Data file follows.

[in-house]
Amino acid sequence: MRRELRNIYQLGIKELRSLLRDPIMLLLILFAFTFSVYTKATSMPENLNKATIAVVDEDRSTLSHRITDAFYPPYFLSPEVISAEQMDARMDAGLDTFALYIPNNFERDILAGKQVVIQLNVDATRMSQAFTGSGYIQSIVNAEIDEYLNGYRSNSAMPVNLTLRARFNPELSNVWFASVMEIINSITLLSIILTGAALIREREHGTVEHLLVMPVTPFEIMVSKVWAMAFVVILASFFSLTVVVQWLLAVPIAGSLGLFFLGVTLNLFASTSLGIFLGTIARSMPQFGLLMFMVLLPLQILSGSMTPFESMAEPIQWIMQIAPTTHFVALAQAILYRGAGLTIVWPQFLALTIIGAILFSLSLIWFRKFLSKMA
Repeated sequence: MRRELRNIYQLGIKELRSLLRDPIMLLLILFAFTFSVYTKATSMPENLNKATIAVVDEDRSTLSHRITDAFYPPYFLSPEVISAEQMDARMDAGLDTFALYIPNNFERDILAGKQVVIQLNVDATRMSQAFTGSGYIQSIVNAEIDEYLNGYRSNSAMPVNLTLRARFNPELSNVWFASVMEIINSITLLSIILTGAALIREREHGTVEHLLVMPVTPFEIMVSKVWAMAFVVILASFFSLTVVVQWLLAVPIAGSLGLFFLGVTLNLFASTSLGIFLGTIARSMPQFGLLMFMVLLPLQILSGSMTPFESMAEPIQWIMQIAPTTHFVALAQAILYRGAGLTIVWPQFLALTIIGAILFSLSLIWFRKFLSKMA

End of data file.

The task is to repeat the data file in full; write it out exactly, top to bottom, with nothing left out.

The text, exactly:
[in-house]
Amino acid sequence: MRRELRNIYQLGIKELRSLLRDPIMLLLILFAFTFSVYTKATSMPENLNKATIAVVDEDRSTLSHRITDAFYPPYFLSPEVISAEQMDARMDAGLDTFALYIPNNFERDILAGKQVVIQLNVDATRMSQAFTGSGYIQSIVNAEIDEYLNGYRSNSAMPVNLTLRARFNPELSNVWFASVMEIINSITLLSIILTGAALIREREHGTVEHLLVMPVTPFEIMVSKVWAMAFVVILASFFSLTVVVQWLLAVPIAGSLGLFFLGVTLNLFASTSLGIFLGTIARSMPQFGLLMFMVLLPLQILSGSMTPFESMAEPIQWIMQIAPTTHFVALAQAILYRGAGLTIVWPQFLALTIIGAILFSLSLIWFRKFLSKMA
Repeated sequence: MRRELRNIYQLGIKELRSLLRDPIMLLLILFAFTFSVYTKATSMPENLNKATIAVVDEDRSTLSHRITDAFYPPYFLSPEVISAEQMDARMDAGLDTFALYIPNNFERDILAGKQVVIQLNVDATRMSQAFTGSGYIQSIVNAEIDEYLNGYRSNSAMPVNLTLRARFNPELSNVWFASVMEIINSITLLSIILTGAALIREREHGTVEHLLVMPVTPFEIMVSKVWAMAFVVILASFFSLTVVVQWLLAVPIAGSLGLFFLGVTLNLFASTSLGIFLGTIARSMPQFGLLMFMVLLPLQILSGSMTPFESMAEPIQWIMQIAPTTHFVALAQAILYRGAGLTIVWPQFLALTIIGAILFSLSLIWFRKFLSKMA